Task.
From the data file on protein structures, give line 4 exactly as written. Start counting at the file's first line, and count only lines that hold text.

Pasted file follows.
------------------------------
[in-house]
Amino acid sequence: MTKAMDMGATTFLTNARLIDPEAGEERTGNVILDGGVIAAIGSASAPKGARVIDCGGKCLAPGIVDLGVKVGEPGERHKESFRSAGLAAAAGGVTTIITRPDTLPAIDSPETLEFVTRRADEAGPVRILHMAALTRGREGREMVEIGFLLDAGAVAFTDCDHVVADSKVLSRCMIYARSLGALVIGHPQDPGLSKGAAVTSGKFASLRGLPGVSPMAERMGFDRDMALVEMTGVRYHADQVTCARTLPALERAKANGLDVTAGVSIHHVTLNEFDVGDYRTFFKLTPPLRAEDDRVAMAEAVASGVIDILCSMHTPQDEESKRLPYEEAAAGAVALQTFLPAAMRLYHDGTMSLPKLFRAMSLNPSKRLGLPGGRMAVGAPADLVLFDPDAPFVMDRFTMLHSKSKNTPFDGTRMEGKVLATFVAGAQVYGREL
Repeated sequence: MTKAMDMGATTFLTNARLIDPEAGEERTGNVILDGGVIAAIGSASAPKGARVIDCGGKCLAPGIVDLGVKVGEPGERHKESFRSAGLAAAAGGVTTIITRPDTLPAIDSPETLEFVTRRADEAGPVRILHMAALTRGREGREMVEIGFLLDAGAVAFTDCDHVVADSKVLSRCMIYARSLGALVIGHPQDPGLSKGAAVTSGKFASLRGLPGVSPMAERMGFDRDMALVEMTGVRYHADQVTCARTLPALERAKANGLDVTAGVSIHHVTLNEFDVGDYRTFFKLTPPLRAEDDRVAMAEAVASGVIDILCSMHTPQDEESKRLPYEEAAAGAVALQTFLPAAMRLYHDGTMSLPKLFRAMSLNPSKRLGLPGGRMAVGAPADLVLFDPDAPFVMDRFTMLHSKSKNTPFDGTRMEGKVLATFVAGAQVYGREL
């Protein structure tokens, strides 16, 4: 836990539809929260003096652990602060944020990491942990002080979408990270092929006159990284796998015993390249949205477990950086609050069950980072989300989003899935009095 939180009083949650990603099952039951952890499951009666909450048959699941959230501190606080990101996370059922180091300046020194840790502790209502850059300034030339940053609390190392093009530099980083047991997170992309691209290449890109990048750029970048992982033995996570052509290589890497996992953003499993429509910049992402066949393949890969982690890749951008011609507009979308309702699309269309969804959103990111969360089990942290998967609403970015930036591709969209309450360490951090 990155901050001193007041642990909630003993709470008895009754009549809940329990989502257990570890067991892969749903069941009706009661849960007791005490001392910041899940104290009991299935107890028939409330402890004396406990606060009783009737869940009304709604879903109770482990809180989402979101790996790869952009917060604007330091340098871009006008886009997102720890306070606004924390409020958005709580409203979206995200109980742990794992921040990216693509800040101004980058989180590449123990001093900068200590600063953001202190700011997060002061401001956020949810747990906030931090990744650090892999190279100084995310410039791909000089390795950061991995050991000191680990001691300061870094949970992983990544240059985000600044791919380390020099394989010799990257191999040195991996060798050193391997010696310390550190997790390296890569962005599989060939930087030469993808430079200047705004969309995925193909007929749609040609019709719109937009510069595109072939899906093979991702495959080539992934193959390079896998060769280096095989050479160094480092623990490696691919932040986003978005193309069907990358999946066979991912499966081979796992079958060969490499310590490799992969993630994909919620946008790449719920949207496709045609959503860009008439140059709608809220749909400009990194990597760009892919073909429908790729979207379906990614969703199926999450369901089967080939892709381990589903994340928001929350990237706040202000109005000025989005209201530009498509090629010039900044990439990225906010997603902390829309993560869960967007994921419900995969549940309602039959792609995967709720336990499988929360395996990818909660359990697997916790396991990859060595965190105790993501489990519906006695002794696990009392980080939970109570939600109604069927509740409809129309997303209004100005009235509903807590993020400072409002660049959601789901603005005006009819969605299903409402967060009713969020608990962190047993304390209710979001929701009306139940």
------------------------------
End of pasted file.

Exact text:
């Protein structure tokens, strides 16, 4: 836990539809929260003096652990602060944020990491942990002080979408990270092929006159990284796998015993390249949205477990950086609050069950980072989300989003899935009095 939180009083949650990603099952039951952890499951009666909450048959699941959230501190606080990101996370059922180091300046020194840790502790209502850059300034030339940053609390190392093009530099980083047991997170992309691209290449890109990048750029970048992982033995996570052509290589890497996992953003499993429509910049992402066949393949890969982690890749951008011609507009979308309702699309269309969804959103990111969360089990942290998967609403970015930036591709969209309450360490951090 990155901050001193007041642990909630003993709470008895009754009549809940329990989502257990570890067991892969749903069941009706009661849960007791005490001392910041899940104290009991299935107890028939409330402890004396406990606060009783009737869940009304709604879903109770482990809180989402979101790996790869952009917060604007330091340098871009006008886009997102720890306070606004924390409020958005709580409203979206995200109980742990794992921040990216693509800040101004980058989180590449123990001093900068200590600063953001202190700011997060002061401001956020949810747990906030931090990744650090892999190279100084995310410039791909000089390795950061991995050991000191680990001691300061870094949970992983990544240059985000600044791919380390020099394989010799990257191999040195991996060798050193391997010696310390550190997790390296890569962005599989060939930087030469993808430079200047705004969309995925193909007929749609040609019709719109937009510069595109072939899906093979991702495959080539992934193959390079896998060769280096095989050479160094480092623990490696691919932040986003978005193309069907990358999946066979991912499966081979796992079958060969490499310590490799992969993630994909919620946008790449719920949207496709045609959503860009008439140059709608809220749909400009990194990597760009892919073909429908790729979207379906990614969703199926999450369901089967080939892709381990589903994340928001929350990237706040202000109005000025989005209201530009498509090629010039900044990439990225906010997603902390829309993560869960967007994921419900995969549940309602039959792609995967709720336990499988929360395996990818909660359990697997916790396991990859060595965190105790993501489990519906006695002794696990009392980080939970109570939600109604069927509740409809129309997303209004100005009235509903807590993020400072409002660049959601789901603005005006009819969605299903409402967060009713969020608990962190047993304390209710979001929701009306139940």